· What does it mean to destroy economic value? Give you provide a specific example?

· What are the methods of diversification?

4) CSR text, Chapter 1 (What is CSR?)

From the book (Review Questions):

· A convenient marker for the start of the modern CSR era is the publication of Bowen’s book, Social Responsibilities of the Businessman. What questions did Bowen ask in this book? Why are these questions still relevant today?

· How is CSR different from Adam Smith’s concept of the invisible hand? Why is this important?

· Based on the definitions of CSR in the chapter—including the author’s definition—what do you believe are the essential elements of CSR? Why?

· Describe some of the CSR programs or activities you discovered on the websites of the company listed in Table 1.

· Briefly describe the Concentric Circle Model of CSR and the CSR Pyramid. Explain how these models inappropriately compartmentalize economic, legal, and ethical considerations.

· List and briefly describe the CSR-related terms highlighted in the text: sustainability, corporate citizenship, corporate social performance, philanthropy, stakeholder theory, and systems theory.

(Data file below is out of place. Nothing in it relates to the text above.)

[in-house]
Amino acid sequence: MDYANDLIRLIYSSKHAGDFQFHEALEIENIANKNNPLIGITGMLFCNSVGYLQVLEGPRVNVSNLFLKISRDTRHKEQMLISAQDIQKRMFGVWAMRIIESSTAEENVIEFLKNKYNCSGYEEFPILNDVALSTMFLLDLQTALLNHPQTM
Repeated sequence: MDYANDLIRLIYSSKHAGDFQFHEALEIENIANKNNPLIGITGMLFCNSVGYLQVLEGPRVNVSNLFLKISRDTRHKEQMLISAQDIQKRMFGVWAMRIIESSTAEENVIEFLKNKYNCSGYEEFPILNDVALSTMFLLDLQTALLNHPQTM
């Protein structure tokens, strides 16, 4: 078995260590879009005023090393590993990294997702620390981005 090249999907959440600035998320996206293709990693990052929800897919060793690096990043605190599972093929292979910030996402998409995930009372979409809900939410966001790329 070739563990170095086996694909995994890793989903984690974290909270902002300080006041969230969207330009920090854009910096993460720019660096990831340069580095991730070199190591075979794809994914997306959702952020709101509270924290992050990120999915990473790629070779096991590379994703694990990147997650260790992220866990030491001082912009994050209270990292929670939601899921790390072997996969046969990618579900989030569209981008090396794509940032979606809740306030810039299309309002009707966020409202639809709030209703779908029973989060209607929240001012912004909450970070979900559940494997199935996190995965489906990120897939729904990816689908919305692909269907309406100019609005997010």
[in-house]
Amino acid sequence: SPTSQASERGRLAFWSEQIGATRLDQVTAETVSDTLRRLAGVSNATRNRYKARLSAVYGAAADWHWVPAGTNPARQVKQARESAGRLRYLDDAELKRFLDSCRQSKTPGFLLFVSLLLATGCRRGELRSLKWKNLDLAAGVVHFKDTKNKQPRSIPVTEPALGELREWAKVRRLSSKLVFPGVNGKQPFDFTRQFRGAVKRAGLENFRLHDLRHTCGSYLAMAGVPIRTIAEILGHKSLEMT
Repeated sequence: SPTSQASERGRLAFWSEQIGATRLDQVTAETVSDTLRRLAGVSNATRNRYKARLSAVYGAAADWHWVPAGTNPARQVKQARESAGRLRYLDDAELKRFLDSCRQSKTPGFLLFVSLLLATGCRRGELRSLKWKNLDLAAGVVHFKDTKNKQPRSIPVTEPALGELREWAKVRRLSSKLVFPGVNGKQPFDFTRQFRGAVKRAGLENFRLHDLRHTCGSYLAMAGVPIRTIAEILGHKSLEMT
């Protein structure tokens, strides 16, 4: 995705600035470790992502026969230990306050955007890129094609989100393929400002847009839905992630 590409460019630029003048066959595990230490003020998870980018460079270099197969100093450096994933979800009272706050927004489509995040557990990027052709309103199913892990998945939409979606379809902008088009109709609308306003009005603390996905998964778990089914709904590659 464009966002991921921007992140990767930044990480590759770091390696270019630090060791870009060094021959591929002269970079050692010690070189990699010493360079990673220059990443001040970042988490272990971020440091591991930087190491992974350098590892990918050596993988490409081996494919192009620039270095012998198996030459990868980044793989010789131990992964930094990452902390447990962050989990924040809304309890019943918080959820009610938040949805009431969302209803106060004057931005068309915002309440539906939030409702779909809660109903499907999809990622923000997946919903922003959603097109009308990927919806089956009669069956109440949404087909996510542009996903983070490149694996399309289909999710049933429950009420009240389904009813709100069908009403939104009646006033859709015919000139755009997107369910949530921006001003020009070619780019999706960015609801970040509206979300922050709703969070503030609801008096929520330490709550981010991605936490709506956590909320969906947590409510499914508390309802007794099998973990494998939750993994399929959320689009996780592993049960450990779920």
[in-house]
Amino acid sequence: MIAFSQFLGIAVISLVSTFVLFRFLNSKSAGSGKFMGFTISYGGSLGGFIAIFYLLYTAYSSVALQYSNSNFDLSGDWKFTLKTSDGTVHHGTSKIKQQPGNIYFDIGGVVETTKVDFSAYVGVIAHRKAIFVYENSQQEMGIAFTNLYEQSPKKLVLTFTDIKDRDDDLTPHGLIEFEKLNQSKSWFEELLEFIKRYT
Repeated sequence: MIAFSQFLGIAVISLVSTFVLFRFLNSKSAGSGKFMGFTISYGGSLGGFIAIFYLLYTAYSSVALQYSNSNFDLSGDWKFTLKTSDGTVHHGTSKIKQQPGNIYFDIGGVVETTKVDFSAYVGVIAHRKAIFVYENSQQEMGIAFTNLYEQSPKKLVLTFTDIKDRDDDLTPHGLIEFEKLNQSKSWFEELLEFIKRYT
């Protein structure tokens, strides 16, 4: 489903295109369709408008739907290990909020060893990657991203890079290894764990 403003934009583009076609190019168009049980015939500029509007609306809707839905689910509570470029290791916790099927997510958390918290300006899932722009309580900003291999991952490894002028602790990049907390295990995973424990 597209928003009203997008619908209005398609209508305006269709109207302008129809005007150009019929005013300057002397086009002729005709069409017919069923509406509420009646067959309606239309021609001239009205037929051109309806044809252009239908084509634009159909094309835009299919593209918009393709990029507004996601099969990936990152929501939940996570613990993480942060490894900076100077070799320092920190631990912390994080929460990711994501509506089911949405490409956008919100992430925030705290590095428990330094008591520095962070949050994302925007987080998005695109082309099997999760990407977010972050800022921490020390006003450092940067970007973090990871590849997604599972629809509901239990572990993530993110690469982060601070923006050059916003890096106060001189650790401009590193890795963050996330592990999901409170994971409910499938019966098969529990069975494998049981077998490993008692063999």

Here's a couple big picture questions: What does CSR have to do with economic value (from our first discussion in Module 2)? What does (or should) CSR have to do with corporate strategy?

5) Bonus Thread

The Academy of Management Review, probably the most respected theoretical academic journal in the management field, just published a special topic forum on management theory and social welfare. There were a number of papers published in this forum. I'm attaching the forum introduction:

Jones et al 2016 Social Welfare.pdf 

If you are interested in the topic of corporate social responsibility from a more philosophical standpoint, download this article and take a look at the section "Why the Eerie Silence?" that begins on page 220 and ends on page 225 (the last two pages–the "Conclusions and Implications" section–are also relevant).

Here's a few questions to get this thread started:

Take a look at your strategy textbook. Is there anything in our text that you could use to differentiate between corporate strategies that are likely to result in Pareto improvements and strategies that are likely to lead to Pareto inferior outcomes (see page 223 and 224 of the attached article)? According to our textbook, against what yardstick should potential strategies be measured? Why? What does this article say about that approach? Who's right (our textbook or this article)? Maybe a better question is this: "When is our textbook right, and when is this article right?